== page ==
Complex harmony or implication?

Complex harmony is something a musician usually learns with years and years of persistence and hard practice. It’s the bee’s knees, the knowledge that shows a certain, high level skill – at least if you ask most of the other musicians, that is. But is using this knowledge to its fullest extent really all that beneficial? Does it make your playing more musical and pleasant to listen to? Let’s look into these questions from a couple of different angles.

Complex harmony – the enemy of harmonic implication

How many times have you heard some virtuoso playing some jazz tune on a piano or guitar, and found it hard to even make out the original tune? To many of the untrained (i.e. musically uneducated) listeners, such performance with its complex harmony often appears to be not much more than a thick and annoying, dissonant mess of a sound. On the other hand, how many times have you heard something like for example a Bach piece and were instantly captivated by the elegant and powerful way it sounded? Despite using only a few voices, the latter style often comes off as something incredibly complex and beautiful. The former style with its complex harmony, well it can sound way too busy and difficult to comprehend.

complex harmonyOf course we can just write it off as the genius of J.S. Bach, but that would be the usual, mindless fanboy approach. Since that would only make us throw up in our own precious mouths, I decided to check into it just a little bit deeper. And the answer (as usual) lies behind the phrase “less is more”. Again. Darnit. So the problem with complex harmony is, it spoon feeds us with all the notes, all the voices in those fukken chords. The brain doesn’t have much work left to fill in the gaps with imagination. Using complex harmony this way just occupies too much close space in the frequency spectrum as well. Right in the midrange, where human hearing is the most sensitive. Yes, to musical nuances as well. All those clashing harmonics in the treble register doesn’t help either.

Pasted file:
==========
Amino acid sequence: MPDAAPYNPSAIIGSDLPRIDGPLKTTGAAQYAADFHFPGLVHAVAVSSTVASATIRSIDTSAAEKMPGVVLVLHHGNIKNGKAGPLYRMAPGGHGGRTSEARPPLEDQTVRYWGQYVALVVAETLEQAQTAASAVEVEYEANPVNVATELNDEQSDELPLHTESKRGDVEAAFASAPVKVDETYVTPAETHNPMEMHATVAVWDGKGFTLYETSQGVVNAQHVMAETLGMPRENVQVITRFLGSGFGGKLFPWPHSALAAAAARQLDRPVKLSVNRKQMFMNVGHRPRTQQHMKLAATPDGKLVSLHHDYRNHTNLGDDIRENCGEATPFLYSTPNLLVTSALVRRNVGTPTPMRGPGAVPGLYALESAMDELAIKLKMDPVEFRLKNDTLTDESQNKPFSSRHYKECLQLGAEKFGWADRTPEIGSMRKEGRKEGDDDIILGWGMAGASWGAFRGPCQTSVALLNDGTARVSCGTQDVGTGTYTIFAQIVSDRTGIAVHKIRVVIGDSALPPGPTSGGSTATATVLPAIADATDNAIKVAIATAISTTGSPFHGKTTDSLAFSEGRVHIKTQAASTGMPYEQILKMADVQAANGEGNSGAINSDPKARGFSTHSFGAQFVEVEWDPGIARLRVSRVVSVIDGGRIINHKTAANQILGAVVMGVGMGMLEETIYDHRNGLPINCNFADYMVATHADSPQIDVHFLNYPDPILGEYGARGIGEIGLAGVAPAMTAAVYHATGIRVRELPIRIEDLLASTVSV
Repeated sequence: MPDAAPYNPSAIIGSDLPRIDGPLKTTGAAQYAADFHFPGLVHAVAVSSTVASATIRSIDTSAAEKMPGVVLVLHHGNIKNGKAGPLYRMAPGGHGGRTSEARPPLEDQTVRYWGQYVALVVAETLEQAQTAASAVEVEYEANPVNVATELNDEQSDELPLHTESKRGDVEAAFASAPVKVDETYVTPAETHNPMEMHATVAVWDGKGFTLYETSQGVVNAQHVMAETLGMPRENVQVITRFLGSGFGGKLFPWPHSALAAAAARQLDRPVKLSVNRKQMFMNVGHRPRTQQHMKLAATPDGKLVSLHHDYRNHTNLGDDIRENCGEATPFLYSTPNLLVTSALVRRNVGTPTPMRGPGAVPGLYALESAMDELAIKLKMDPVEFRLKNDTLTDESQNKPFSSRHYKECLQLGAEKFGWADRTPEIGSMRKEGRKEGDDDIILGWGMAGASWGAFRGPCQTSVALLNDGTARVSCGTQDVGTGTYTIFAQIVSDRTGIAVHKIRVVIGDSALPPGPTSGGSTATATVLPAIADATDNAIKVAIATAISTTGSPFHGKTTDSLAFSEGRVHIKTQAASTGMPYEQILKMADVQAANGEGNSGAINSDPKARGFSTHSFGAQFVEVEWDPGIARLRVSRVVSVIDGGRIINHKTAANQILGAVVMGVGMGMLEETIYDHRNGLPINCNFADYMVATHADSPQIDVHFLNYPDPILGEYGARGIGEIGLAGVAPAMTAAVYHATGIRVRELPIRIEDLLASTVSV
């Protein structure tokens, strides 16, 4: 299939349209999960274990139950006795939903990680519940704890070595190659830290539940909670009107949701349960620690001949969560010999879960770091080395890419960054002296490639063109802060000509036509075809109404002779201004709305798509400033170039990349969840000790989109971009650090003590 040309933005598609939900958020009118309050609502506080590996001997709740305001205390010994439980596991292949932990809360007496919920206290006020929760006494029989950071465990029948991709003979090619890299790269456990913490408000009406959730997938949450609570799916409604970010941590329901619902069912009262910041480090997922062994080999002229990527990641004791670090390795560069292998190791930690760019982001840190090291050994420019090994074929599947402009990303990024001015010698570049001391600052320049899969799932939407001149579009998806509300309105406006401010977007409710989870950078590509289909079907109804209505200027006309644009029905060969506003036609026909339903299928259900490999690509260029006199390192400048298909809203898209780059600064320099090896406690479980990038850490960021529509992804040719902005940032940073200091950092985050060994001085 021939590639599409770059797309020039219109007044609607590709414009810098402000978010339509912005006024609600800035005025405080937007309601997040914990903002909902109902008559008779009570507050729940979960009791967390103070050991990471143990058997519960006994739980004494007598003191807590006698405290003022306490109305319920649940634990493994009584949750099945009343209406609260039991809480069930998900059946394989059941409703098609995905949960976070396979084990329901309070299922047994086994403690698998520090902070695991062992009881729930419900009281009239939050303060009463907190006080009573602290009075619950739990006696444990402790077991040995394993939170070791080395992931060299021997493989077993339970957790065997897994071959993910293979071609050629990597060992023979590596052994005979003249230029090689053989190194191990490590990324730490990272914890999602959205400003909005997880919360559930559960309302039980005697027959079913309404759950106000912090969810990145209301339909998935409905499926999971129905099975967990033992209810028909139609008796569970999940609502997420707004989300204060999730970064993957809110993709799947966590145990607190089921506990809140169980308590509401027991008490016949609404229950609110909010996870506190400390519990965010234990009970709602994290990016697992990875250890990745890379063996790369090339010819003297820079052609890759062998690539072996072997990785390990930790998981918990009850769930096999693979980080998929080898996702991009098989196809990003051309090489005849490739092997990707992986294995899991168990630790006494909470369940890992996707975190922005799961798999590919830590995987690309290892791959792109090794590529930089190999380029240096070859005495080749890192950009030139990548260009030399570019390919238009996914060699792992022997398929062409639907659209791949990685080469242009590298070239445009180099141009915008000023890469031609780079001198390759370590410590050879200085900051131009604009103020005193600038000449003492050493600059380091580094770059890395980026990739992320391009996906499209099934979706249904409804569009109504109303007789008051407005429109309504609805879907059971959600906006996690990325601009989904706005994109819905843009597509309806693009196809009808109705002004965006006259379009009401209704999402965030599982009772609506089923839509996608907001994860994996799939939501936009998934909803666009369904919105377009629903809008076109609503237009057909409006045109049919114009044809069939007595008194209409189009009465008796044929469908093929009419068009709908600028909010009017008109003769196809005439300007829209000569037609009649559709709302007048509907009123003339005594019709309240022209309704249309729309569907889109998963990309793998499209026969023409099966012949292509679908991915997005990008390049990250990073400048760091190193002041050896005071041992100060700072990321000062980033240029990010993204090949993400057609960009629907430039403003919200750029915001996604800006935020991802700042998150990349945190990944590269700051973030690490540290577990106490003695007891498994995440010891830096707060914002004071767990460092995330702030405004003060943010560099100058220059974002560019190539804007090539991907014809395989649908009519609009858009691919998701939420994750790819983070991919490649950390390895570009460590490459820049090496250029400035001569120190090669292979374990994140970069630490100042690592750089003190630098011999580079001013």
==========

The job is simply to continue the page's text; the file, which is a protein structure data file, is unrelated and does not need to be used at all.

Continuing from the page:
Complex harmony – the enemy of harmonic implication

Instead of playing stuff, why not just try to play the outline of it? Give hints, but don’t give the story away. Imply but don’t make direct statements. If you haven’t tried to play chords with just two notes, I suggest you to give it a try. Play just the intervals that describe the particular chord the most (major third, minor third, minor seventh, etc.). You can also try to use fifths and/or fourths only. Sometimes a simple connecting single note line works wonders as well. You can achieve a lot this way. Know complex harmony, but then don’t be afraid to abandon it.

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